Dominant as a Normal Brain Activity

A dominant which persist for months or years greatly limits one’s interests and makes one’s development very uneven. This might be useful for your job, but, to quote a witty phrase: a specialist is like a gumboil; he is one-sided. On the other hand, a dominant focus that subjugates all weaker dominant points enables an erudite to extract from the depths of his brain immense amounts of useful information. Every routine lecture delivered by such a specialist can become a really memorable event.

A dominant is a regular occurrence in normal brain activity. Even very primitive animals are subject to dominant states, although in them it arises as a result of simpler causes, the instincts of hunger and thirst, self-preservation, or reproduction. The force of a dominant may change to correspond to the organism’s needs. A strong focus of dominant excitation can subdue or subjugate all weaker dominants.

A hungry dog rushes towards its feeding bowl at every movement made by its master. The dog has a food dominant. But, if you place this dog into a new, strange environment, it will put its tail between its legs and forget its hunger. Now any sound, any new smell and the like will make it growl or grin. Finally, twice a year, when the bitch’s organism is flooded by sexual hormones secreted by the endocrine glands to prepare it for bearing offspring, the dog will forget its fears, its hunger, and its master, and its entire behavior will be concentrated on the task of reproduction.

What is a Dominant State?

The phenomenon which makes our thoughts repeatedly turn to one and the same subject is term a “dominant”. It’s a complicated psycho-physiological process, but to put it simply, for various reasons, a site of increased excitability develops in the brain which, apparently, attracts all the impulses of excitability from the rest of the brain sections and thus intensifies its own activity.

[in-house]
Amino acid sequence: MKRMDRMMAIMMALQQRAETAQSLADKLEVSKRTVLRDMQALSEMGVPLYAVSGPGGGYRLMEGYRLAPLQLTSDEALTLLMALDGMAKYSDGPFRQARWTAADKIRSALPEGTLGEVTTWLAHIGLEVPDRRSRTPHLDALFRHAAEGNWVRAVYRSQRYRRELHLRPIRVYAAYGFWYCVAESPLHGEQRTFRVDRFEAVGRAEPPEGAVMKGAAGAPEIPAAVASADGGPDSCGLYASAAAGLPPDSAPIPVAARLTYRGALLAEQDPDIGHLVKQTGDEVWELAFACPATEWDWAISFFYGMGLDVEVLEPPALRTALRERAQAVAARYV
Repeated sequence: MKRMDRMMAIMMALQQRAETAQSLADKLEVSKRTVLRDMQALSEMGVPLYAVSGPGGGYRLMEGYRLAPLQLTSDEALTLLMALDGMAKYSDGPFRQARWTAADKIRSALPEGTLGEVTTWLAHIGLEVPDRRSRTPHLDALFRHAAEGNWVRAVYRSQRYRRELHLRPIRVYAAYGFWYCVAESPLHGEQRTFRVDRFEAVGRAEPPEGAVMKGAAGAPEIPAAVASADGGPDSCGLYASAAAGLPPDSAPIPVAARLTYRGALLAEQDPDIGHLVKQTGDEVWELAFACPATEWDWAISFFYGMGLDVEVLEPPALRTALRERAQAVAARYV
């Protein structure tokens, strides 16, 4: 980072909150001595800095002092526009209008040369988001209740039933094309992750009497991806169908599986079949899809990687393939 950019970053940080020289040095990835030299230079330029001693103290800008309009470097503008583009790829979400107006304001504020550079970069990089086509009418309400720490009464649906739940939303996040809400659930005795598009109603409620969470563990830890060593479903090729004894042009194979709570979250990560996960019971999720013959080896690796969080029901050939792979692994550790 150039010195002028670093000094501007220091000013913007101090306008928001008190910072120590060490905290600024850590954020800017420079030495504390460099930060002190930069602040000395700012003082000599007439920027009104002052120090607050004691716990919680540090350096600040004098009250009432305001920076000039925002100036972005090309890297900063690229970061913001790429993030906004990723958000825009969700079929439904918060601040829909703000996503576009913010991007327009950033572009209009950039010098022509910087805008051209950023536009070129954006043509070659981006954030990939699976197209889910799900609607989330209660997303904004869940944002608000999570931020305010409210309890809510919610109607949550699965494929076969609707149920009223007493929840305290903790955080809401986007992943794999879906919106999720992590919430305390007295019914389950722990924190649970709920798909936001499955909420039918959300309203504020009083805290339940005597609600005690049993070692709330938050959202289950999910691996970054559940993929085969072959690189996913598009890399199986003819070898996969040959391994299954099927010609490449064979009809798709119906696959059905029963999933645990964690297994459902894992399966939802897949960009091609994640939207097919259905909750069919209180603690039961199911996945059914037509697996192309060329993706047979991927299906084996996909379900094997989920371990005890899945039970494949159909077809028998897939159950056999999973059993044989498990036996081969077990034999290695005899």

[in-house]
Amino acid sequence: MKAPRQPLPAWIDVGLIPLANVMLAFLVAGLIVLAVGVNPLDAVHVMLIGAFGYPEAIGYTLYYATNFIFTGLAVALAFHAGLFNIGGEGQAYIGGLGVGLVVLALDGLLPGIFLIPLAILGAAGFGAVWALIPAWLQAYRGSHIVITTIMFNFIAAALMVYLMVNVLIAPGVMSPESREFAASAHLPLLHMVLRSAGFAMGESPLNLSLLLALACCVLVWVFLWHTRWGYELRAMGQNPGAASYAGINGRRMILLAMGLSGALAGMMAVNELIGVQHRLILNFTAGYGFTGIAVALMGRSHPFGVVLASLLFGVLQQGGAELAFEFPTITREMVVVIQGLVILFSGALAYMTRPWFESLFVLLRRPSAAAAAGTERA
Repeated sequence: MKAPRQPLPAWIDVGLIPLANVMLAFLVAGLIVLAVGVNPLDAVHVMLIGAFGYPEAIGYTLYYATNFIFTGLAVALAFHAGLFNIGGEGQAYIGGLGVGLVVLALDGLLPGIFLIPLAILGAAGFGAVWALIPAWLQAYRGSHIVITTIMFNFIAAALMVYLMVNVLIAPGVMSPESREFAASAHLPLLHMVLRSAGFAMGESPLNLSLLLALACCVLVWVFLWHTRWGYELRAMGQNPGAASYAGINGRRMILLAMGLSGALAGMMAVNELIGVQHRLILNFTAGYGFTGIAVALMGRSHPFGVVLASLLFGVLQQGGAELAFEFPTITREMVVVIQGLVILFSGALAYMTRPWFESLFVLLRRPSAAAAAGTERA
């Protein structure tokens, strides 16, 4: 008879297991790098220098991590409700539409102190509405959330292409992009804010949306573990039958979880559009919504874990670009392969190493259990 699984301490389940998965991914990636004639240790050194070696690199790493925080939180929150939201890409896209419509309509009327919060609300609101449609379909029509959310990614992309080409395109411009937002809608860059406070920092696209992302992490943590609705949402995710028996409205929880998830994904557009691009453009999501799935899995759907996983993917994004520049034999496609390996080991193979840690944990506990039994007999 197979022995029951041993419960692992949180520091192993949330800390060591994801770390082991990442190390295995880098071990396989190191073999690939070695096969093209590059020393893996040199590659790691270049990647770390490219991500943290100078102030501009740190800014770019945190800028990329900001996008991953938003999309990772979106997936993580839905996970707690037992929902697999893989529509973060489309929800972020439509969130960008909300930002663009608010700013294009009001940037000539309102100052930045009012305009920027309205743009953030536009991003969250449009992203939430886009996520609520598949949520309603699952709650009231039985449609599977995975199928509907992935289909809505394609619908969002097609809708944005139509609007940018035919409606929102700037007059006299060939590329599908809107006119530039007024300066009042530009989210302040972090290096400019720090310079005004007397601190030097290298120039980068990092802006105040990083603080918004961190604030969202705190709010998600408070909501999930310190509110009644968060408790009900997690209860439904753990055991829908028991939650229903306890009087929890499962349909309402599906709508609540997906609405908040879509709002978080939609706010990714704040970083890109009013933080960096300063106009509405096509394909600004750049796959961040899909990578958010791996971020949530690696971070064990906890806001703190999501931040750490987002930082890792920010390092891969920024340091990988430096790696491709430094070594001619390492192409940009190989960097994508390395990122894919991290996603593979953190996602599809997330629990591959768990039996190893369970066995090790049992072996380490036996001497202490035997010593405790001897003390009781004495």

Everybody has more than once experienced the action of a dominant. When one is engaged in interesting and important work, such as preparing for an examination or rehearsing a part for a new theater performance, it is quite often difficult, or even impossible, to switch over to something else. This is an important feature of the brain activity that allows us to concentrate our resources on the task which has to be given priority at a particular period in life.

There are many reasons why a person may be overcome by a dominant. It may be due to lofty patriotic feelings, a burning interest in one’s work, love for one’s sweetheart, or a maternal instinct. Producing a dominant state, these emotions enable people to use their gifts to the full, to surmount every difficulty and obstacle. Love for the people, evoking the corresponding dominant, helped the Russian revolutionaries not to give up hope in the prisons and hard labor colonies and at first opportunity to resume the struggle against tsarism. A similar dominant state helps soldiers in combat to suppress their fear, staunchly endure cold, heat, thirst and hunger, wrestle with fatigue and to put all their efforts into defending their country.

But a dominant state is not always useful. If the reason for the dominant is insignificant, and yet it occupies the entire activity of the brain, it may interfere with more important functions.

A person may often become very biased due to a dominant state. It is sometimes rather boring to hear a young mother talk of nothing else but her baby, even in the theater, a lecture hall, or at a dinner party. On the other hand, she may often draw extremely clever comparisons and parallels with regard to those seen or heard which might never have occurred to you.